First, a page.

It's that time of the year when I feel extra proud of being a Brixtonian. The Brixton Design Trail, part of the larger London Design festival. It's literally like a treasure hunt of sorts, you never know what stunning piece of art you might stumble upon while walking through the lanes around Brixton Market.
It's also great fun to see curious Brixtonians with little maps hunting for that special mural, touristing the neighbourhood and meeting local artists.
Apart from the pieces that belonged the festival, I ended up discovering whole lot of street art which have been around for years, met a local artist Linett who is the face of the newest mural in Coldhabour Lane, resident designers of Convey at Pop Brixton who opened up their workspaces for us, and even gate crashed into the recording studio of Reprezent, the local Radio station, for a cheeky photo with the local RJ Reece before being 'politely' kicked out by the station manager, and lastly a much overdue visit to the Black Cultural Archives.
Starting in the expansive Windrush Square, and a bunch of colourful chairs. Take a Seat uses 'Razzle Dazzle' a camouflage technique developed for warships in WW1. It draws attention to the ship rather than hiding it. By painting these seats they wanted to draw attention to how we dwell in a public space and relate to each other.
As part of the 'Open Studios' of the trail, we then got a chance to meet the lovely designers at the Convey Design Studio, their quirky workspace in one of the shippingcontainers at Pop Brixton. The video display of Love in Motion, stresses on the power of story telling and aims to put the viewer on an interactive journey.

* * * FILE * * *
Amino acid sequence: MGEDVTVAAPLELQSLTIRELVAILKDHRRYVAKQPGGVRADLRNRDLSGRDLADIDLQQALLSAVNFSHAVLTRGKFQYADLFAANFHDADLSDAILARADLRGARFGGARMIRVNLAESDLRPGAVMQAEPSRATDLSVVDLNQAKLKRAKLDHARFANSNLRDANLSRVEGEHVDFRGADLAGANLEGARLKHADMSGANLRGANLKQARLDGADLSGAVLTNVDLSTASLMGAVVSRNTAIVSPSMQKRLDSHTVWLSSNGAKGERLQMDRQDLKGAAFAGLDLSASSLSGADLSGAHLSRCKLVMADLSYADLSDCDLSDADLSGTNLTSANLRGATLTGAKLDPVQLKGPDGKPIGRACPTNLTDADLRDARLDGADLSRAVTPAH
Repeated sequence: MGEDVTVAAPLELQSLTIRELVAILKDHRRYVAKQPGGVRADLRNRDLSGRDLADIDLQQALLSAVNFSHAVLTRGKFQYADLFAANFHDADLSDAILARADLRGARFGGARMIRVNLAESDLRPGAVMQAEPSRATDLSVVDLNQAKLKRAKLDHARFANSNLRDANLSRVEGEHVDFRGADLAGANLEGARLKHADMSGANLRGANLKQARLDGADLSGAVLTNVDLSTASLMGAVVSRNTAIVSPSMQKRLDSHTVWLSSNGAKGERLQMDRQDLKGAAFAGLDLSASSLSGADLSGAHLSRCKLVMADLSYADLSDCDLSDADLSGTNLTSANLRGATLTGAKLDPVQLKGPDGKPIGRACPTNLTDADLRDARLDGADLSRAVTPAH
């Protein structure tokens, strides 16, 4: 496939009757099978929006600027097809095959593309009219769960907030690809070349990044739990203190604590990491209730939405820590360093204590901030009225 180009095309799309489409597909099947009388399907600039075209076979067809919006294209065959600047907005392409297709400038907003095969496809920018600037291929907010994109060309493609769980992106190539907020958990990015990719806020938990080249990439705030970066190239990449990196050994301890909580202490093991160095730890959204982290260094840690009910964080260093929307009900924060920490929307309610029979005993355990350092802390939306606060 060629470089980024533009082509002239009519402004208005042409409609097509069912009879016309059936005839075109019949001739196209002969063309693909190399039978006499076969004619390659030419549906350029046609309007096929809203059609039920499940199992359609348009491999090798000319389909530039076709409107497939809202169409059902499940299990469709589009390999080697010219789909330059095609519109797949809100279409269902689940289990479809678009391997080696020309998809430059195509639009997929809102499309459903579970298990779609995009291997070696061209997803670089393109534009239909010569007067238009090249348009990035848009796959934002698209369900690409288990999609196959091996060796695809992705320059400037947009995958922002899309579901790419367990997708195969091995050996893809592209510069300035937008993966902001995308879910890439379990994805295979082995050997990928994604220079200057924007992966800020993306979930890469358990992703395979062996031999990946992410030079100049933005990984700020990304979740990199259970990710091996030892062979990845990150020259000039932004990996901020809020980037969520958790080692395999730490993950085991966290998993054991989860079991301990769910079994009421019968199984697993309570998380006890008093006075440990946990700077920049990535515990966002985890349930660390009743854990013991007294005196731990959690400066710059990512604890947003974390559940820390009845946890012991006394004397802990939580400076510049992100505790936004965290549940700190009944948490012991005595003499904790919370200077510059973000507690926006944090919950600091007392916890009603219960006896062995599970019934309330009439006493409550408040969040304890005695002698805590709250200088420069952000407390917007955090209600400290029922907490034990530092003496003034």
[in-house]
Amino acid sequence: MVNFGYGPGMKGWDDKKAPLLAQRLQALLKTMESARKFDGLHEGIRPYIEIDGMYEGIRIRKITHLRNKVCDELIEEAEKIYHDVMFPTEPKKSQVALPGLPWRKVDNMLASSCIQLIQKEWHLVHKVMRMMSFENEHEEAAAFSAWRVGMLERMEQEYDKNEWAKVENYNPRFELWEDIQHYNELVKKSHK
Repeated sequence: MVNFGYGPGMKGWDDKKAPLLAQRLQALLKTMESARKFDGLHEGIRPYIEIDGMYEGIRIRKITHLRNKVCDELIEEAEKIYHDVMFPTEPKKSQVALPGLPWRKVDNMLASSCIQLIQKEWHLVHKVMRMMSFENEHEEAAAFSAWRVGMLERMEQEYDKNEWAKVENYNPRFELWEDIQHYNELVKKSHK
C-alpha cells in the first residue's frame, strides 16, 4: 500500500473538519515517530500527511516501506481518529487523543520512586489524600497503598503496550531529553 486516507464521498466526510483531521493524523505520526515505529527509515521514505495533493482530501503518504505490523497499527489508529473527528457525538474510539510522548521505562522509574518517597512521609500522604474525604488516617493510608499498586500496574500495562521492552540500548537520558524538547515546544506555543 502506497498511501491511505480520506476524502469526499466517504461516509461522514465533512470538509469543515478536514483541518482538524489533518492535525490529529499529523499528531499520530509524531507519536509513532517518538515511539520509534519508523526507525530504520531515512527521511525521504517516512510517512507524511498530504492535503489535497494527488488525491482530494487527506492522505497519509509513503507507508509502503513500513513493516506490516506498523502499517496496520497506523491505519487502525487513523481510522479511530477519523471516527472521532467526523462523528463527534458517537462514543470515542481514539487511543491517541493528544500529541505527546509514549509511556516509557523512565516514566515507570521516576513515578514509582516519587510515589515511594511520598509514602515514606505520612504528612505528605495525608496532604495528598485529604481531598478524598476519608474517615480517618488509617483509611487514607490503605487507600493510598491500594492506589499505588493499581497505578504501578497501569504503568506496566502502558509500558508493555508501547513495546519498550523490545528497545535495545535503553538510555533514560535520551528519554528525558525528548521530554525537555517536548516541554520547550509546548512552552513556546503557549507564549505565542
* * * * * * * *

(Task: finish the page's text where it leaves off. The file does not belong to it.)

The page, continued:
We then walked to the 'Hubb', one of the main installations. 'Hubb' meaning love, invites the locals to stand under it. Replicating the feeling of a 'minaret' from inside, the Hubb is a cocoon of sorts, echoing faint verses from the Koran. Inside, you can spend a few moments of solitude and reflecting. The theme of this year's Brixton trail is The Power of Love, and this perfectly exemplifies that emotion.
The team Awma.co, behind the Hubb installation. They intend to take this installation across mosques in the country.
Next up, this rather cheerful candy coloured hearts. It is an interactive installation, a fun game. At the ‘Love Stop’ you will be invited to pick a random card from a deck, which relates to an aspect of your well-being for example, ‘send a thank you card to someone who deserves it’, ‘ cook a surprise dinner’ or, ‘sleep for at least 8 hours one night this week’.
'The Silent Arch', by duo Bharat and Jean create a colourful pastiche of the local railway arches to reflect on the recent developments in the area. The regeneration of the legendary Brixton Arches has been a topic of much discussion in the area. There are good arguments both for and against it.
Inspired by the traditional construction of arches, the installation is entirely built of lightweight acoustic panels and assembled by interlocking joints. Visitors are invited to walk through the tunnel like arch, as a tribute to the supporting structure to the community. The bright colours are characteristic to Brixton.
'Brixtopia' Bringing Brixton to Dalston. I'm so lucky to have lived in both these places in London. Dalston is one of the few areas in North London that reflects the same diversity and vibrance.
Posters based on the topic 'Love is Power' at Chill Create, a graphic design practice in the area.
A seven metre long tapestry inspired by the colours of the Mediterranean. By Animali Domestici and artist Zuzana Lalikova. Also seen here are backlit illustrations by Elli Popp, of cosmic landscapes and interplanetary travel, inspired by Jules Verne’s tales.
'Reflections of Brixton' a mirror installation by local artist Jo Gibbs, encourages us to view the area from a different perspective.
The Black Cultural Archives. A must visit, celebrates the history of people of African descent in Britain. The exhibition catalogues the history of Black British Music 'Black Sound' The story of 100 years of creativity and DIY ingenuity in overcoming the music industry’s status quo, and of the players, promoters, producers and punters who changed Britain’s culture.
They have quite an eclectic collection of books in their bookshop, so quite worth checking that out as well.